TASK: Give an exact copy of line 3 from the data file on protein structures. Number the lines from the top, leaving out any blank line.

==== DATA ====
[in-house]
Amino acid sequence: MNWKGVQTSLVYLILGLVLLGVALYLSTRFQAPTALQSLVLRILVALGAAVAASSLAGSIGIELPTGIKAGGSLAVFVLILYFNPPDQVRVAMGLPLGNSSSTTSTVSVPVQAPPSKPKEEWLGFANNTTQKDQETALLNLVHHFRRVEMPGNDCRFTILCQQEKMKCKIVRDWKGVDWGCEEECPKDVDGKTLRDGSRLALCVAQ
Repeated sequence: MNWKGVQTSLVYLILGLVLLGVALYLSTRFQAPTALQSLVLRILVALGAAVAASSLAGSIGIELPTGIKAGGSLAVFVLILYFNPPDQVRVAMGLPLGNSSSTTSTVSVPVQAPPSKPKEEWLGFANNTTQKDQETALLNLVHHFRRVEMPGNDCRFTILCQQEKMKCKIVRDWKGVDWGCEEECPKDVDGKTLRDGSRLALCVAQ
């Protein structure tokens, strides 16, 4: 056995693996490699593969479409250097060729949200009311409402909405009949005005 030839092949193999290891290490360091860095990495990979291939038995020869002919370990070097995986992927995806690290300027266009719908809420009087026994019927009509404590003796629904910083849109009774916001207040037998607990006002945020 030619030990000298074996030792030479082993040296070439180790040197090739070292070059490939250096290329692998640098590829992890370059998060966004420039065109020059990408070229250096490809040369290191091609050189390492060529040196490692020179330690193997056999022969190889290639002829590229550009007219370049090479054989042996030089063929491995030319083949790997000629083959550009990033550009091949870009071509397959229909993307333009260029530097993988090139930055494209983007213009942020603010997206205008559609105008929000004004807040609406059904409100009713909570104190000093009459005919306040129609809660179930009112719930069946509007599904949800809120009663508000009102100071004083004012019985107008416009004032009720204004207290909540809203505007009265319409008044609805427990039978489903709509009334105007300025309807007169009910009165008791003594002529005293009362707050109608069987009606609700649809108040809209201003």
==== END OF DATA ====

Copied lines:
Repeated sequence: MNWKGVQTSLVYLILGLVLLGVALYLSTRFQAPTALQSLVLRILVALGAAVAASSLAGSIGIELPTGIKAGGSLAVFVLILYFNPPDQVRVAMGLPLGNSSSTTSTVSVPVQAPPSKPKEEWLGFANNTTQKDQETALLNLVHHFRRVEMPGNDCRFTILCQQEKMKCKIVRDWKGVDWGCEEECPKDVDGKTLRDGSRLALCVAQ